Everyone’s specs need a clean from time to time. When you purchased your specs it is likely that you were given a special soft cleaning cloth to use. Alternatively, these cloths are available to purchase from any optician’s practice.
To clean your specs there are sprays specially formulated for either coated or uncoated lenses. Spray each side of the lens and rub gently towards the rim of the frame/lens edge and wipe dry with the lens cloth.
Your spectacles fog up because the steam or vapour in the warm air hits your cold glasses and turns into droplets of water. This often happens when you come indoors after being out in the cold or when you open your oven door. If this happens to you remove your specs and wipe them with a spectacle cleaning cloth.
If you have lost your glasses, the first thing to do is speak to your optician. If you have had your eyes tested recently, ie within the last year or so, they may be able to make you an identical pair. If it is longer than that, or your eyesight changes rapidly, they will advise you to have another eye test to check for any changes.
Some practices glaze spectacles on their own premises and can make up a new pair of spectacles for you in a just few hours. More complex lenses, such as bifocals, varifocals, and higher prescriptions may need to be ordered from a laboratory and you will be advised how long they will take to arrive. Other practices send all their orders to a laboratory.
If you are away from home when you lose your specs, look for a local optical practice. They may need to phone your regular practice to find your spectacle prescription and the types of spectacles that you were wearing, or may be able to test your eyes. It can help to keep a copy of your latest prescription in your bag or wallet.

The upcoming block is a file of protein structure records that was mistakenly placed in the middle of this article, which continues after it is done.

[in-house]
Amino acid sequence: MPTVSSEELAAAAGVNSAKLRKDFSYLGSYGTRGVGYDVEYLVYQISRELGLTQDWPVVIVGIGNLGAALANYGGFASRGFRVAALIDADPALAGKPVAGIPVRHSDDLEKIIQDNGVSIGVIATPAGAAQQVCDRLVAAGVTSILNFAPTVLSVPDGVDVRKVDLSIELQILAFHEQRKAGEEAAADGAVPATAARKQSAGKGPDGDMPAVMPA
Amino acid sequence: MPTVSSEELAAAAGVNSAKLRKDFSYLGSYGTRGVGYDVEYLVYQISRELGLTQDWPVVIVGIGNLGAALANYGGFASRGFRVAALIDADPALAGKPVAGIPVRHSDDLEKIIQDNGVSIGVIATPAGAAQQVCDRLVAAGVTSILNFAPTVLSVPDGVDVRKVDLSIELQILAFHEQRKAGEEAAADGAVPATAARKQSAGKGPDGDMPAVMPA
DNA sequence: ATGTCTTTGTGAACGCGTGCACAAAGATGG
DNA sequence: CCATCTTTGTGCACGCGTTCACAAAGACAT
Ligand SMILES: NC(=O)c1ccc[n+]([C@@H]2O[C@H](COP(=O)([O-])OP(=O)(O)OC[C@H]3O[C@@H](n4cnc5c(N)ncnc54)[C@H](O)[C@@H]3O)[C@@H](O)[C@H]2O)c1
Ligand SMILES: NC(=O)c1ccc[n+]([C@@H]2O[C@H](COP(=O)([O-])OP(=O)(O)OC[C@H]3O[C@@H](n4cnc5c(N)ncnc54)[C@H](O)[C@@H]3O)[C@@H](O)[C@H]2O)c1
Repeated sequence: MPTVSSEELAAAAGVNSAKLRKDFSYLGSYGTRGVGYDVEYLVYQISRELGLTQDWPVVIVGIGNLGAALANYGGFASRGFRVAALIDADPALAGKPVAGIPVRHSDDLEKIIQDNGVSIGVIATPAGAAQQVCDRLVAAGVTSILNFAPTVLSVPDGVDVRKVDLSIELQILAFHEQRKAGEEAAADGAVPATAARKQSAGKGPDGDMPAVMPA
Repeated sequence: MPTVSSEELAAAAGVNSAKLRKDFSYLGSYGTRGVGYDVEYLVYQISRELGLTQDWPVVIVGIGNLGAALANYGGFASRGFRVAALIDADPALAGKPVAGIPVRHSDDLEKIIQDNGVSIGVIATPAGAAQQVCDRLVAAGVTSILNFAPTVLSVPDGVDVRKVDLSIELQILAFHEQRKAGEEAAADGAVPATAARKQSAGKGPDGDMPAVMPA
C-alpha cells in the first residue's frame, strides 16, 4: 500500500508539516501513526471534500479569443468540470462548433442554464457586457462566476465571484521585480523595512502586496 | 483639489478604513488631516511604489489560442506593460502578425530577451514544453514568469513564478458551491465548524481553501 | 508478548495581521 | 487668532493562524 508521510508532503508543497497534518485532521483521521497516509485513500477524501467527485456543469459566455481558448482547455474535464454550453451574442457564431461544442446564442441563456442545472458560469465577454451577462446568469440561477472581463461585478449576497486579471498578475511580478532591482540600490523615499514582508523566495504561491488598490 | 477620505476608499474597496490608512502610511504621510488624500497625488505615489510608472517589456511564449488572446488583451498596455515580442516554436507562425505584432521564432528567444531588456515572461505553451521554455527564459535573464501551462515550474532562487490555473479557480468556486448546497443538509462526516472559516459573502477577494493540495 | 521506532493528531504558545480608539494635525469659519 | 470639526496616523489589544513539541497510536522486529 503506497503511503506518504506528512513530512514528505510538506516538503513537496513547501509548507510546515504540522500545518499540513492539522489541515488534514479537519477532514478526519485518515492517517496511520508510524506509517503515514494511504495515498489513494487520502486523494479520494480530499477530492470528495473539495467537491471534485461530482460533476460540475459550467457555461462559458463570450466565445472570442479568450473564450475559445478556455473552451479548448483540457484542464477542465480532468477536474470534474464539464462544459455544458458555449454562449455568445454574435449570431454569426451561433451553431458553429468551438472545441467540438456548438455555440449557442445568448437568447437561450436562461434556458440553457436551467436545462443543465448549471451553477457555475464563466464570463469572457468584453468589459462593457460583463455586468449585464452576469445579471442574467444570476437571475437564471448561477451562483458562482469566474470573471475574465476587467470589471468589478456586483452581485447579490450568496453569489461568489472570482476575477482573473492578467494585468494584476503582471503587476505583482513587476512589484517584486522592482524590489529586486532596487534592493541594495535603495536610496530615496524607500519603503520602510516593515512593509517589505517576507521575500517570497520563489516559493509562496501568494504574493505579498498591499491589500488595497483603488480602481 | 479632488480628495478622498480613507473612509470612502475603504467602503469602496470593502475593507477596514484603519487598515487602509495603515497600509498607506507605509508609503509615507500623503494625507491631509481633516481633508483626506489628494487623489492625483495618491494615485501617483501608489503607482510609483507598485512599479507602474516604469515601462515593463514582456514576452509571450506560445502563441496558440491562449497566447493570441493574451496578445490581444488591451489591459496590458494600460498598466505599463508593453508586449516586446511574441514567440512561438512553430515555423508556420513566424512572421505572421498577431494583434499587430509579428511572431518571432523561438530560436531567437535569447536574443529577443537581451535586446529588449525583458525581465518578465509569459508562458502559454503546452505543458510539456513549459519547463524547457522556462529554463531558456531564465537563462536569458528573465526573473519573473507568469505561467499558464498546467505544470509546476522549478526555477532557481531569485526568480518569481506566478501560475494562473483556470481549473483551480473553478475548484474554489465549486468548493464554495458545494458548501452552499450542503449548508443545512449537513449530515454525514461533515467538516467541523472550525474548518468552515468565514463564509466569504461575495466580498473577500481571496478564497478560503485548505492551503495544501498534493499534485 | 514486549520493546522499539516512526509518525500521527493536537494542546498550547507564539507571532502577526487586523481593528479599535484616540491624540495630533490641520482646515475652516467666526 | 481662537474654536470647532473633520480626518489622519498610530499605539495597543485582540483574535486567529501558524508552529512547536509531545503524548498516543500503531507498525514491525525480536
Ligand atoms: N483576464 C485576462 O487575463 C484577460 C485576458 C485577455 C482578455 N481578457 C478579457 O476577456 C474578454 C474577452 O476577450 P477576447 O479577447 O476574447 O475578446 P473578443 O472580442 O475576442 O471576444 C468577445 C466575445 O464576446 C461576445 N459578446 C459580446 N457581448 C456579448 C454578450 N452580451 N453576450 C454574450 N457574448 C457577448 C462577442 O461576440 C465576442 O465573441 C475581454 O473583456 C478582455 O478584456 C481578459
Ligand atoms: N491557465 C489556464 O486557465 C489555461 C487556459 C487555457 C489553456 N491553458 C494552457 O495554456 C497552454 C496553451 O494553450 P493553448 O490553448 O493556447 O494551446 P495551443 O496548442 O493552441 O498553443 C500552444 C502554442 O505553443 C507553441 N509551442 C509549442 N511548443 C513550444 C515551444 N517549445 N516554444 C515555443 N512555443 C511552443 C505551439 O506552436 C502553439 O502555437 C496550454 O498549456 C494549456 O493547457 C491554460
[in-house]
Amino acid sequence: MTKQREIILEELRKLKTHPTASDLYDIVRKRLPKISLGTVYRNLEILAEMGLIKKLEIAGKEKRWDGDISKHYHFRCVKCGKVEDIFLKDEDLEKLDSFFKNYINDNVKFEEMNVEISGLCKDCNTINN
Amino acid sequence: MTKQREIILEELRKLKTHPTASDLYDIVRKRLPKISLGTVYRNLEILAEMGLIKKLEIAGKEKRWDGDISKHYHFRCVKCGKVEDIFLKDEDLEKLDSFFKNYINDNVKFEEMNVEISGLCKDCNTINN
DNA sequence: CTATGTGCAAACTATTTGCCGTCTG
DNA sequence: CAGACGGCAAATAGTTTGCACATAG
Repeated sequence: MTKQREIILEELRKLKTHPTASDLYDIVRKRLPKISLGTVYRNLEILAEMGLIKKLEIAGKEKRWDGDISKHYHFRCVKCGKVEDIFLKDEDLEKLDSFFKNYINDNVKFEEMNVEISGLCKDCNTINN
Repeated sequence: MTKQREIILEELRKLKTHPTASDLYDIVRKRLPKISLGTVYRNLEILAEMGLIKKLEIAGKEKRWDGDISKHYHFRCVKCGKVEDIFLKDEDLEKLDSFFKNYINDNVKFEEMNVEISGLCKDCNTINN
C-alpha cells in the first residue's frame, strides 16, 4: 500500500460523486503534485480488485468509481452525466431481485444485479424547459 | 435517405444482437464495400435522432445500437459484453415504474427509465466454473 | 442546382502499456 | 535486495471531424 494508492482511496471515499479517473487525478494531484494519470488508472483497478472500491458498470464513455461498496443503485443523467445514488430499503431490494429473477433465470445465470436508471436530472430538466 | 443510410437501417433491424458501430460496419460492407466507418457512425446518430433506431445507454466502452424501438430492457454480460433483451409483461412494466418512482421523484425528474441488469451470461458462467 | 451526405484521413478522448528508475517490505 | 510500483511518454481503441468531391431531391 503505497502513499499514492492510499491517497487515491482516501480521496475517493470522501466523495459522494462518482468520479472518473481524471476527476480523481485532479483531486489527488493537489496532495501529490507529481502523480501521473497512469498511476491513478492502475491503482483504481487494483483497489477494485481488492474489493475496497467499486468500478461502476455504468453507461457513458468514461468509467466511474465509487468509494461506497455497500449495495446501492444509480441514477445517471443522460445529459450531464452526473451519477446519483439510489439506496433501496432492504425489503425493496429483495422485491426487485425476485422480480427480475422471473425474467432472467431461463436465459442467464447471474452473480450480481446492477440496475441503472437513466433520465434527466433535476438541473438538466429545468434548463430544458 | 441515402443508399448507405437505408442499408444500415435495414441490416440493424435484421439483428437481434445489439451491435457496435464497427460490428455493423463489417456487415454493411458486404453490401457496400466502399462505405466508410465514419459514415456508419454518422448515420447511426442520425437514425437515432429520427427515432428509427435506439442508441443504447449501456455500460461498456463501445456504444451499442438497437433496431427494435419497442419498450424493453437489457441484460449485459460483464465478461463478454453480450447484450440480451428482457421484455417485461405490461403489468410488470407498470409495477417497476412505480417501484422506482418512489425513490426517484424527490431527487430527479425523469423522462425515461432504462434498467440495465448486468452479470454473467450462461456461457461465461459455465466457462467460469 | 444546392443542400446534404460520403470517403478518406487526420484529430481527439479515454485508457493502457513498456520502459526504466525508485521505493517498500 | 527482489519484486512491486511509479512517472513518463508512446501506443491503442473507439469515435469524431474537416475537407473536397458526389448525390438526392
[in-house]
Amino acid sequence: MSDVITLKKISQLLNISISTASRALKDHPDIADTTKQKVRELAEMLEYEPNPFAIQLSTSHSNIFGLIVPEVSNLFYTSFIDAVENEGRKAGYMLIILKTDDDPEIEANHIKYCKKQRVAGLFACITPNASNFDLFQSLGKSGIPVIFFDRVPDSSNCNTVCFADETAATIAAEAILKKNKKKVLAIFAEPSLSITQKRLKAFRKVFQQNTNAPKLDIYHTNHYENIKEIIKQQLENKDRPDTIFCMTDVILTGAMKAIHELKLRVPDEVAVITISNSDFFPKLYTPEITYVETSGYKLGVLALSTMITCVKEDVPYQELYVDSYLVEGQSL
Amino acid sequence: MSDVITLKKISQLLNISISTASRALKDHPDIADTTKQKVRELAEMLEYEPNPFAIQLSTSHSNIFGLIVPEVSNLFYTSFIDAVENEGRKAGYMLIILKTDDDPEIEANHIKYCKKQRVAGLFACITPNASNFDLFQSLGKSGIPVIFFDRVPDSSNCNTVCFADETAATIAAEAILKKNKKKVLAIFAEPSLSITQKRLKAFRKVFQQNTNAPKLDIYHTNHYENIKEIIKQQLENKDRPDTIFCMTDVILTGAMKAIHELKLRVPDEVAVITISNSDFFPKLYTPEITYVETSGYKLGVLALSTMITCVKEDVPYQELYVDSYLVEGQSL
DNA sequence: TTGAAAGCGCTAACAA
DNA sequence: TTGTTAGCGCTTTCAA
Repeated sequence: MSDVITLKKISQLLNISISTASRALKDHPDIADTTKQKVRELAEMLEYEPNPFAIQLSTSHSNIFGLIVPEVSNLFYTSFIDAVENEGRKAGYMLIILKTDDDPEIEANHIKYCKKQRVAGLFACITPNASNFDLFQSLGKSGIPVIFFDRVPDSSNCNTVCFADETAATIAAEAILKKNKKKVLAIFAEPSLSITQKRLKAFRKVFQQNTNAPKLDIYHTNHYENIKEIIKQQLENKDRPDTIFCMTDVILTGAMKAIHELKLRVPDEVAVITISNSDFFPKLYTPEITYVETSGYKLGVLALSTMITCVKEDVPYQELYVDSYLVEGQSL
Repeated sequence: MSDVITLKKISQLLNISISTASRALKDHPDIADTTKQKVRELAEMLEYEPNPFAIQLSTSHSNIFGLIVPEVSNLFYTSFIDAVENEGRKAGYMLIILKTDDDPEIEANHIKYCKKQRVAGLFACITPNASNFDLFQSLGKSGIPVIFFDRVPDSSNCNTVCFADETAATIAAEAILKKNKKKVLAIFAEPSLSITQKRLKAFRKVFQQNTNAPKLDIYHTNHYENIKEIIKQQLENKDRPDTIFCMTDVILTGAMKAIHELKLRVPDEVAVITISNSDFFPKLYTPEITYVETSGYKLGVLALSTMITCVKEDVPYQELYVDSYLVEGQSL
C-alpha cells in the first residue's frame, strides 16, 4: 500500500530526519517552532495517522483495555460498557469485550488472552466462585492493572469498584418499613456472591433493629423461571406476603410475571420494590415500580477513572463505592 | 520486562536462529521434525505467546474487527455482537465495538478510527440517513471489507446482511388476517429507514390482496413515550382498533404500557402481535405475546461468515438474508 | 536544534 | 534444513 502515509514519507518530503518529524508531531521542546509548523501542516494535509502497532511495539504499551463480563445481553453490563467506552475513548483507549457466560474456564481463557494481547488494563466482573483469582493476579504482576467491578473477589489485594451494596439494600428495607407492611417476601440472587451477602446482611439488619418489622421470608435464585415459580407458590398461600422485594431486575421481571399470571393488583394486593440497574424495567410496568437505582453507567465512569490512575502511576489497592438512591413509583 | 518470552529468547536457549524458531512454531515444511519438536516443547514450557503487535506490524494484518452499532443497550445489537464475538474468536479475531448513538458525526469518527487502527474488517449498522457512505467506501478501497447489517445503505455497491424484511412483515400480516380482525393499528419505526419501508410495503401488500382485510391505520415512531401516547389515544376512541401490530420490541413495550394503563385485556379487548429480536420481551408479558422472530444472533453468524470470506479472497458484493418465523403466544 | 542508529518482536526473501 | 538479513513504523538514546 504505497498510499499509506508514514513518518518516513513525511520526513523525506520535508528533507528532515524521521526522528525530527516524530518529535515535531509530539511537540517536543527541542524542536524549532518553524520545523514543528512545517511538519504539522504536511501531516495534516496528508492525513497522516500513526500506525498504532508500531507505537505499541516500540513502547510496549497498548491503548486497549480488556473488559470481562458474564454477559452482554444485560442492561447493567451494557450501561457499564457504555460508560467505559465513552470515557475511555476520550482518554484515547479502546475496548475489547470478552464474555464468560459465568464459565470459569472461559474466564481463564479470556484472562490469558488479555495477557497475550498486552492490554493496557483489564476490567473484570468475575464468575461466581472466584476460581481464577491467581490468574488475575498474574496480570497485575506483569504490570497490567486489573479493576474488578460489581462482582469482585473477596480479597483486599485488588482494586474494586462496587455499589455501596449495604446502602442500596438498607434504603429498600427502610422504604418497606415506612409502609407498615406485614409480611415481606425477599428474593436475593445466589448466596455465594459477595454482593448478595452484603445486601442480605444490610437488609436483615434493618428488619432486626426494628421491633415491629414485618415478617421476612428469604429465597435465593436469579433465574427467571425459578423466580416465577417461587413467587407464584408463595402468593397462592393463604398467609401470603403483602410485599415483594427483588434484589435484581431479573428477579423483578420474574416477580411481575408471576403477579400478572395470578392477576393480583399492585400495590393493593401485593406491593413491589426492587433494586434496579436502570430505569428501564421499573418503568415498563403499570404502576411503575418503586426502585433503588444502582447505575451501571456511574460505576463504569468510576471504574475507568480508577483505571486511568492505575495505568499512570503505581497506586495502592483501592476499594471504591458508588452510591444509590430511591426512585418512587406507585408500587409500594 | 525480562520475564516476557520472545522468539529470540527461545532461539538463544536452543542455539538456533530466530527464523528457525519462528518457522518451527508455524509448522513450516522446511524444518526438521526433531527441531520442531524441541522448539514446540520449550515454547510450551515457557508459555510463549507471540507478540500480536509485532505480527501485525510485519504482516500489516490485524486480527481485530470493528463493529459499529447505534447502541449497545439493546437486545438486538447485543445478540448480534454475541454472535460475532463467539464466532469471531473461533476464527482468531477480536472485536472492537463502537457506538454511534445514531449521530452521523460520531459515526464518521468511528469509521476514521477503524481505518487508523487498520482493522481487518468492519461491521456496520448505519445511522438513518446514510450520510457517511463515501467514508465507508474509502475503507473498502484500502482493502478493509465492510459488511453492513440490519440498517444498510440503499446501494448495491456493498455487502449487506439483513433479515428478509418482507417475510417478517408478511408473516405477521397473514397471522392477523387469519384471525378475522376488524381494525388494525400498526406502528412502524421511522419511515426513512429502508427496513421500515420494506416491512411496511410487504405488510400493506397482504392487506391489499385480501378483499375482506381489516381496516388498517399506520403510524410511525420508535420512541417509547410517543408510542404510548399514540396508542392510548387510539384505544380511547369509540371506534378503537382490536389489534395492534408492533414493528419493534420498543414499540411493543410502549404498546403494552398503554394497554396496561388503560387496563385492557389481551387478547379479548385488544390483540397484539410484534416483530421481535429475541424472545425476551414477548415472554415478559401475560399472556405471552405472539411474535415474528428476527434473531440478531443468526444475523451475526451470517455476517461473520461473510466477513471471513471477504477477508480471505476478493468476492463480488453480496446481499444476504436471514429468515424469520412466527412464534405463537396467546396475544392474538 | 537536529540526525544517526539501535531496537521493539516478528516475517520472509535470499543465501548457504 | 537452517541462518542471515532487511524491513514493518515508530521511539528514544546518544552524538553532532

Of course, a spare pair of specs can help you while you wait for a replacement pair. Ask your optician if they have any offers on second pairs of glasses, or opt to have the lenses updated in an old pair of frames that is still in good condition to make them into a useful spare.
Most of the time, everything goes smoothly when you visit your optician. If, however, you have a problem with your eye care or eyewear, the first thing to do is to go back to the practice and explain the problem. In most cases you will be able to resolve your concerns.
When a complaint cannot be resolved, then the Optical Consumer Complaints Service (OCCS) offers an impartial mediation facility to help you obtain a satisfactory outcome. OCCS aims to:
To find out more, visit www.opticalcomplaints.co.uk.
If you are concerned that an optical professional is not fit to practice, you can complain to the General Optical Council (GOC). All opticians have to be registered with the GOC. The GOC will investigate complains concerning matters including:
Find out more about making a complaint here.